The tonsils and adenoids are lymphoid tissues, similar to the lymph nodes found in the neck, which may swell during upper respiratory infections. The tonsils are usually visible in the back of the throat, whereas the adenoids are tucked behind the roof of the mouth, at the back part of the nasal passage. Although the tonsils and adenoids serve to fight infection in the throat and nasal areas, they themselves can become infected. Enlarged or chronically infected tonsils or adenoids may cause recurrent sore throat, difficulty breathing through the nose, snoring, sleep apnea, bad breath, recurrent sinusitis, ear infections, or difficulty swallowing. Tonsillectomy and adenoidectomy are surgical procedures performed to remove the tonsils and adenoids for one or more of these reasons.
For most patients, tonsillectomy and/or adenoidectomy is performed on an outpatient basis. The patient arrives at the hospital the day of surgery, has the procedure, and goes home later the same day. The procedure is performed under general anesthesia. The procedure is performed through the mouth, so that there are no cuts or scars on the face or neck. A special device is used to hold the mouth open. The tonsils may be removed either with electrocautery (the electric knife) or an ablation wand. The adenoids are removed with a special device called a curette or an ablation wand.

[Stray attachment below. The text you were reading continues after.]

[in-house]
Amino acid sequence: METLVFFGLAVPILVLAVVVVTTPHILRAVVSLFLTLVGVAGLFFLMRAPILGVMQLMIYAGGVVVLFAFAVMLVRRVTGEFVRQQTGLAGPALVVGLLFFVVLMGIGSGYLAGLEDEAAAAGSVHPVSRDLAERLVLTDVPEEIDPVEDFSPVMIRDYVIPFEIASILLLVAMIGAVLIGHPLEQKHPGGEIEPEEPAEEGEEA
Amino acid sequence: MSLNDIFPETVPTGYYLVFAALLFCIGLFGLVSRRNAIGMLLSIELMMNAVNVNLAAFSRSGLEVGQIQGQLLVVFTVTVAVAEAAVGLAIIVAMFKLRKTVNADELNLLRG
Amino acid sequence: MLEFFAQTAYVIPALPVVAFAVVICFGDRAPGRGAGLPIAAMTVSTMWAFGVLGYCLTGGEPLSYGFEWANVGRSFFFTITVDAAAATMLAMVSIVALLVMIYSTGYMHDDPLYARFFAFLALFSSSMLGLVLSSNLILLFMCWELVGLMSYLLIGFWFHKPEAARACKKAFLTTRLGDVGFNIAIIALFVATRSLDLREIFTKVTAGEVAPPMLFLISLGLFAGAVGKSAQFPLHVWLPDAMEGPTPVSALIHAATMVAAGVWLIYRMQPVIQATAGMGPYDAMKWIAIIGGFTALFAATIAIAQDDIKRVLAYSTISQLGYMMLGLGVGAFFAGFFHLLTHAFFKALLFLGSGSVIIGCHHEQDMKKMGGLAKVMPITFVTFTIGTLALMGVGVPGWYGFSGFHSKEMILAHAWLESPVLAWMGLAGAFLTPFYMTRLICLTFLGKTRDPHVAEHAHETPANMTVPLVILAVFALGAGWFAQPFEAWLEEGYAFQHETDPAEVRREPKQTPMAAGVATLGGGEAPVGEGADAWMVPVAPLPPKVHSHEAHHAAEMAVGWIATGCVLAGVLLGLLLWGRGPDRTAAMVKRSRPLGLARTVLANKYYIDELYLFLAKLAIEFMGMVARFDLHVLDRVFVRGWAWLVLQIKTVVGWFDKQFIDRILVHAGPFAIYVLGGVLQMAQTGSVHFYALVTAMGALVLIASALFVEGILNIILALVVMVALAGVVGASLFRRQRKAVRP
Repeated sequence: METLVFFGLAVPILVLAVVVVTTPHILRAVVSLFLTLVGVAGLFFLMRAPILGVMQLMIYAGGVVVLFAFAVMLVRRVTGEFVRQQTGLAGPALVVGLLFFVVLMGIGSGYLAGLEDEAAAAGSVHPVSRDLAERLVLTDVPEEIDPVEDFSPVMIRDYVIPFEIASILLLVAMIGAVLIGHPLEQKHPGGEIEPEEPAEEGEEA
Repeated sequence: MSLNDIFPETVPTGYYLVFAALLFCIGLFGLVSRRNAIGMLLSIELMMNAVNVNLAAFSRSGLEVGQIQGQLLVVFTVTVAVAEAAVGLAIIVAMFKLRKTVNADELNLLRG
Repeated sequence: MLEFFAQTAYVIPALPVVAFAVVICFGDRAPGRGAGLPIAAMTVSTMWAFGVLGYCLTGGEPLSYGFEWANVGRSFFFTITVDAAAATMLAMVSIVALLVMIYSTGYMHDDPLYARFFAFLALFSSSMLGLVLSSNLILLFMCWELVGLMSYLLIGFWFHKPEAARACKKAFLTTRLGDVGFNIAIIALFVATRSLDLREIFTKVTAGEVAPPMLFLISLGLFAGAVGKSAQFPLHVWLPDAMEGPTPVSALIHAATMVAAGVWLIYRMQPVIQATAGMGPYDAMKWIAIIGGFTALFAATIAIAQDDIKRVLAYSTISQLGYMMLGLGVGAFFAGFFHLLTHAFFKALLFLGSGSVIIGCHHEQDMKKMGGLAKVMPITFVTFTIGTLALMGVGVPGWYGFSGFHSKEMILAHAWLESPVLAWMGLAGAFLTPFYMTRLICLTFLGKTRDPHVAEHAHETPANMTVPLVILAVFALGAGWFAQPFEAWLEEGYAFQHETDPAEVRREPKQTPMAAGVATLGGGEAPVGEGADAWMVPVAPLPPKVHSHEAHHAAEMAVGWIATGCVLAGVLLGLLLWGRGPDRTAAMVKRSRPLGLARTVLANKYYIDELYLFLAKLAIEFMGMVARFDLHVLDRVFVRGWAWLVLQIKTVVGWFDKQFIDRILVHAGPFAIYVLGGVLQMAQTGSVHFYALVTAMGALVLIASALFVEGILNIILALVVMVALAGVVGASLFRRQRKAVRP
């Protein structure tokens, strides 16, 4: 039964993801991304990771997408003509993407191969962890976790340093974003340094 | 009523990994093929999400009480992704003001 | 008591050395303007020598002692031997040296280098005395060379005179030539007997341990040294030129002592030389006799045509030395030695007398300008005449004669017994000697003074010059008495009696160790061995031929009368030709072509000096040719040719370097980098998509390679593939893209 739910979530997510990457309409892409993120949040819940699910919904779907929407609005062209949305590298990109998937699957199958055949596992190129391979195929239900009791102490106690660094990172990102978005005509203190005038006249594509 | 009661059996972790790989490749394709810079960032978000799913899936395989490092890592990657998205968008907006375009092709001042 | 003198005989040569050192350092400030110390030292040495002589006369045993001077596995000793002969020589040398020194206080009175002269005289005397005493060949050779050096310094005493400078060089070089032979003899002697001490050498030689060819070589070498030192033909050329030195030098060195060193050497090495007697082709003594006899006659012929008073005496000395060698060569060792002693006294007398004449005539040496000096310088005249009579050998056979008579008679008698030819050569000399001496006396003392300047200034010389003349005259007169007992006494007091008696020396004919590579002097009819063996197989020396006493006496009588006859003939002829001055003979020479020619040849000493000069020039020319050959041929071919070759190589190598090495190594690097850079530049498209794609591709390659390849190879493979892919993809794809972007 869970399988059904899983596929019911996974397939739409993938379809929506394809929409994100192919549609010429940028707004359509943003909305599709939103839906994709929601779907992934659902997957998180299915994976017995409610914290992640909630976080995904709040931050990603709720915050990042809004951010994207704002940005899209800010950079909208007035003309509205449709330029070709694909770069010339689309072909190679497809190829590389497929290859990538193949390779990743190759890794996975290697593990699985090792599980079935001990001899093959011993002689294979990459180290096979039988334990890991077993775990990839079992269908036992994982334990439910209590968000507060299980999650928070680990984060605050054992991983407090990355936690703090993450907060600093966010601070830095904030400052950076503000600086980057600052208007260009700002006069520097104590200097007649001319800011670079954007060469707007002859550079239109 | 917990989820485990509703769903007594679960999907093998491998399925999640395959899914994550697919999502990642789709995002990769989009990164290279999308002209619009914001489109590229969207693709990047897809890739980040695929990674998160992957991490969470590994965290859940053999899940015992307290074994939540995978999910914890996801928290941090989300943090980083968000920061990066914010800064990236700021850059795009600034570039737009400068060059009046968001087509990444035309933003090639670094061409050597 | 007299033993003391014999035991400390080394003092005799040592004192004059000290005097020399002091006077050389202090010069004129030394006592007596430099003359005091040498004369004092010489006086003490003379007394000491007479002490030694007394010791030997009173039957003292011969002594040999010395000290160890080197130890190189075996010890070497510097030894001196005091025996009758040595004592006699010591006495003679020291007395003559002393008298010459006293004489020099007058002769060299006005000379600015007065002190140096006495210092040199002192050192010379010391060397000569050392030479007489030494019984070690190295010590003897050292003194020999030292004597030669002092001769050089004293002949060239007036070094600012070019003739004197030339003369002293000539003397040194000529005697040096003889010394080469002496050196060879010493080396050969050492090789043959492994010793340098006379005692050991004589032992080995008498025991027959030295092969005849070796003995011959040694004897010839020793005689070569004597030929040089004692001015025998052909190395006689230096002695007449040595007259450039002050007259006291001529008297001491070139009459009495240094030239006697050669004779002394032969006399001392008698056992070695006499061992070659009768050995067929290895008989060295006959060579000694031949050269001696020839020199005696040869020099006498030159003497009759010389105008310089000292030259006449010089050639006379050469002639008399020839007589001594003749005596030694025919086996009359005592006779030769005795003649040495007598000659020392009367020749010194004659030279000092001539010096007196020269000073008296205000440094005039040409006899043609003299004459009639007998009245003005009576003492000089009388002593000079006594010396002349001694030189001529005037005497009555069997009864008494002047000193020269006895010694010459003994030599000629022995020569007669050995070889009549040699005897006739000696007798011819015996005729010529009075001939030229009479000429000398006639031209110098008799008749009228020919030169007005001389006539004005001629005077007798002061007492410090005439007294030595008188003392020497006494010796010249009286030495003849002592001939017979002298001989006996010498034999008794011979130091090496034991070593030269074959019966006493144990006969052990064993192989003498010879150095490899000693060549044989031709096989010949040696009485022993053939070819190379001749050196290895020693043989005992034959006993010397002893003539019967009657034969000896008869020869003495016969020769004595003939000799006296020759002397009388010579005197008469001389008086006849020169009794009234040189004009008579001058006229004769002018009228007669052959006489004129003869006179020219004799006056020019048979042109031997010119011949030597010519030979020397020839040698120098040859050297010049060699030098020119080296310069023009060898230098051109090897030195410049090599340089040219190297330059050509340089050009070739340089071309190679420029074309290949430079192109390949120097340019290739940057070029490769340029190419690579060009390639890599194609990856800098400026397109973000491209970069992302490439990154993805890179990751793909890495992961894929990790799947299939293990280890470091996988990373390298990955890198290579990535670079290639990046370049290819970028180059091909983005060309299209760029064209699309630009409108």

Once the procedure has been completed, the anesthesia team will awaken the patient. The patient will then spend roughly one to one and-a-half hours in the recovery room. Patients having tonsils removed will then spend at least three to four hours in the hospital to monitor for bleeding and pain control. Patients having just adenoidectomy are discharged as soon as they are fully awake and comfortable.
After the procedure, a number of steps will need to be taken as the healing process unfolds:
Diet: The throat pain most experience after surgery will greatly reduce the desire to eat or drink. It is most important that you drink plenty of fluids following surgery to avoid dehydration. Additionally, it is recommended one sticks to a soft diet for one to two weeks after the procedure
It is best to avoid strenuous activity for two to three weeks following surgery. Any strenuous activity carries with it a risk of raising blood pressure, possibly leading to bleeding.
To find out more about our Tonsillectomy service, visit Dr. Friedman’s office locations at 7600 E Camelback Road, Suite #7, Scottsdale, Arizona 85251 and 903 N. Beeline Highway, Suite A, Payson, Arizona 85541, or book an appointment by calling 480-664-0125 today.